Most of the mechanics who stay with a commuter do so for reasons other than those which are job related.  In other words they stay because of the location or proximity to family and friends.  Some people flat out don't want to work on aircraft that have parts bigger and heavier than people.  A commuter or regional airline is like a close family after you have been there awhile and I have many fond memories and friends that were working there. 

         After you have set yourself up with a good toolbox and the tools that you need to work with comfortably the next goal should be to set yourself up with some financial protection.  I know what you're thinking.  You're thinking why do I need this? Well let me tell you what it's all about.  Several years ago Frank Lorenzo, Senator Ted Kennedy, Senator Howard Cannon and President Jimmy Carter got this great idea to deregulate the airlines.  The government liked the idea because they would no longer be responsible for controlling the airlines, so it was passed into law.  This opened the way for a more competitive airline market.  The strong would survive and the weak would run to the courtrooms seeking chapter 11 or wait and hope that another airline will buy them out.  This in my opinion didn't do anything good for the industry or its' employees.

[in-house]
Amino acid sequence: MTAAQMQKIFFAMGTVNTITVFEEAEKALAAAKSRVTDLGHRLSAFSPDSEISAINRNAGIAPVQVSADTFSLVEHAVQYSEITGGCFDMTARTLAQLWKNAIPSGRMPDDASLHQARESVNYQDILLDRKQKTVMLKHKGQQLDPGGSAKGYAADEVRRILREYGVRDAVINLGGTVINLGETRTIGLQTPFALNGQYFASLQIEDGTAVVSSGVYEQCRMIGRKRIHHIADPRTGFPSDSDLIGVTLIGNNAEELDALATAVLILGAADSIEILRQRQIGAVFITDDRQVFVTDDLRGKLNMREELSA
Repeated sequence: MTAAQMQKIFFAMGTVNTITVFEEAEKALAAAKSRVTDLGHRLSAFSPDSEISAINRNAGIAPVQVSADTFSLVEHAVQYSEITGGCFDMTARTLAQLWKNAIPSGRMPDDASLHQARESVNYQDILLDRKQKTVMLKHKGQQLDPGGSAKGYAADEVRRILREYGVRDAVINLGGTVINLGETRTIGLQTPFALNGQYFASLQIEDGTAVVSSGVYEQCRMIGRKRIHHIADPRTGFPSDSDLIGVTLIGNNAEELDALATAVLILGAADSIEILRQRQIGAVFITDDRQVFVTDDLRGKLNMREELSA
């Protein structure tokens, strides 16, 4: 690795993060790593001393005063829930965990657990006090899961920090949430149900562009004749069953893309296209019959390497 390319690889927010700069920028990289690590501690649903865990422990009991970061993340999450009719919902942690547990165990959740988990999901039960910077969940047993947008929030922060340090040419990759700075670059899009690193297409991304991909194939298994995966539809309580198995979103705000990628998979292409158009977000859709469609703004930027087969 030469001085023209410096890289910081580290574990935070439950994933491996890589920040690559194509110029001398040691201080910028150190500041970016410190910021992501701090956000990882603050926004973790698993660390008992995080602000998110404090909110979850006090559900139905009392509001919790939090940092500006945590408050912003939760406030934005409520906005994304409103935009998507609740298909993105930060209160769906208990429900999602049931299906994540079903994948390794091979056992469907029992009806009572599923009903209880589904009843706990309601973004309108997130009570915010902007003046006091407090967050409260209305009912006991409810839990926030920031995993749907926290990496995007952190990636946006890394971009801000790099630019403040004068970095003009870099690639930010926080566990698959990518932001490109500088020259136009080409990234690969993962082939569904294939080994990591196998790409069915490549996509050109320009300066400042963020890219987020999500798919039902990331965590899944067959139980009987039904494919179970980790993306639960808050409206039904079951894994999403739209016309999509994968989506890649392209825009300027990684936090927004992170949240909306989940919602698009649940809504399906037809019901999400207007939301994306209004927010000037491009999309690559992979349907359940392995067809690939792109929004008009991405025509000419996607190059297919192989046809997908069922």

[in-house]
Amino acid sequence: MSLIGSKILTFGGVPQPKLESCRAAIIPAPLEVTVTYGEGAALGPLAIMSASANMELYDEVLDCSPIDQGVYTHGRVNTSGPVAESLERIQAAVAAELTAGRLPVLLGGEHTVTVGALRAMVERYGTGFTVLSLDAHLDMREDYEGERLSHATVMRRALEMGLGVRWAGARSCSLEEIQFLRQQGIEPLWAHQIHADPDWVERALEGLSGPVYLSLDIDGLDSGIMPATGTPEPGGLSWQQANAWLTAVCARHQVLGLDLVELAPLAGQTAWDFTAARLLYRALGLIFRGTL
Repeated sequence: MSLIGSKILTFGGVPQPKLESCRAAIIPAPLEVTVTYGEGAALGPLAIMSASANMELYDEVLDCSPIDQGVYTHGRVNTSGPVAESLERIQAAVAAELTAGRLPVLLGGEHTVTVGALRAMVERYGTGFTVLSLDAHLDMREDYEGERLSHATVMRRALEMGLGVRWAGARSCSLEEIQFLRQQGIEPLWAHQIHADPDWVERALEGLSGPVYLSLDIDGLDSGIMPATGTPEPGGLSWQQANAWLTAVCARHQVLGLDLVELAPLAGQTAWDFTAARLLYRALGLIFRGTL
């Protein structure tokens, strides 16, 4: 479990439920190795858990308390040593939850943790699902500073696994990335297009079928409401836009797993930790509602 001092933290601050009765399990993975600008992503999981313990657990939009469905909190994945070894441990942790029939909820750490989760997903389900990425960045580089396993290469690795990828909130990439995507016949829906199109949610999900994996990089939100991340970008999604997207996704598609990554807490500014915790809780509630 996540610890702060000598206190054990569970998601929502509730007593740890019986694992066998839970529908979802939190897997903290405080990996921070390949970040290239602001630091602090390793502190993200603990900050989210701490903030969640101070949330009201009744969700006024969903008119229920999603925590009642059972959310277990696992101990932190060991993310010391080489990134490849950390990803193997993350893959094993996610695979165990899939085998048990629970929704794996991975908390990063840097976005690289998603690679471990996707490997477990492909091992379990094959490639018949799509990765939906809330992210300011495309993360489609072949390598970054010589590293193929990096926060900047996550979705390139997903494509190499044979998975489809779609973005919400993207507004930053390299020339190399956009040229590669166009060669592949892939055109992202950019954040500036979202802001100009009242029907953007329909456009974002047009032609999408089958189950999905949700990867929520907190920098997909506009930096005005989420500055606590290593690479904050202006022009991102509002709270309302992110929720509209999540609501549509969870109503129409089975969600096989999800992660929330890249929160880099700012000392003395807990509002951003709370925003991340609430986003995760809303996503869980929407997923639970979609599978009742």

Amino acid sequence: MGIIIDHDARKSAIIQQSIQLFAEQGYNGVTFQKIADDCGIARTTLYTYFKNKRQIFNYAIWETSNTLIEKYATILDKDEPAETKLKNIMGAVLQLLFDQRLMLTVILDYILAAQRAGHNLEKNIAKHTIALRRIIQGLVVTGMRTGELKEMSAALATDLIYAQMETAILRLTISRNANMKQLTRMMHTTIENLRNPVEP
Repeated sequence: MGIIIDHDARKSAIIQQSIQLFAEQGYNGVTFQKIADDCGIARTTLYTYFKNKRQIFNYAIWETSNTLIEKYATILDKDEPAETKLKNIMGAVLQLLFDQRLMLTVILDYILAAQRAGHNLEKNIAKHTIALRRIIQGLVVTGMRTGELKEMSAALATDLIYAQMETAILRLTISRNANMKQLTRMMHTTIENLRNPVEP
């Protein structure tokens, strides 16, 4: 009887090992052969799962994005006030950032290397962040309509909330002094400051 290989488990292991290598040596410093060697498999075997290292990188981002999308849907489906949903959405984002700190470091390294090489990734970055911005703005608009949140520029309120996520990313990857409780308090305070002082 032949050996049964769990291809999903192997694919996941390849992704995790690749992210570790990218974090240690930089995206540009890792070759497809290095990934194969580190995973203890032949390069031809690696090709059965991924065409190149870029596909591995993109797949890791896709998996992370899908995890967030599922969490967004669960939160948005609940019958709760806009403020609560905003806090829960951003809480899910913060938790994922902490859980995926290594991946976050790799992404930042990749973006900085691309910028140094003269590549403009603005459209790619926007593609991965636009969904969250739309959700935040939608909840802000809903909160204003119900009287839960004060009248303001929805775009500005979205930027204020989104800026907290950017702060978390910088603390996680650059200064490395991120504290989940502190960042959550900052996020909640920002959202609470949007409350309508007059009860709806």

It created dramatically keen competition, which as a result forced all the airlines to operate on tighter budgets and smaller profit margins.  It also made expansion a big risk, a risk so big that if the gamble didn't pay off it would doom the airline concerned.  All the people who stood to gain something because of this say, "Well that's the result of a free market place." All the employees that get laid off because of this say that it stinks.  To begin with there is a big difference between a free market and a fair market.  A free market is one where there are very few laws to govern how an airline can market their product.  This results in situations we are very familiar with, we call them fare wars.  A fair market is one that is regulated in such a way that every company has an equal opportunity to succeed and remain in business.  A free market with it's fare wars destabilizes the entire industry making it.  difficult for even the best airline to survive.  Almost everyone agrees that deregulation will result in four to five major airlines controlling all the air travel market in the future.  This is not the result of a free market system.  It is the result of an uncontrolled industry where the rules permit the formation of giant monopolies by choking off the competition and then buying them out.  When deregulation occurred the only airlines that stood to gain anything were the ones that owned holding companies and had very little debt.  As a result of the uncontrolled market in the airline industry, which has caused 169 airlines to disappear as of this writing, many people have found themselves abruptly out of work with bills to pay and families to feed.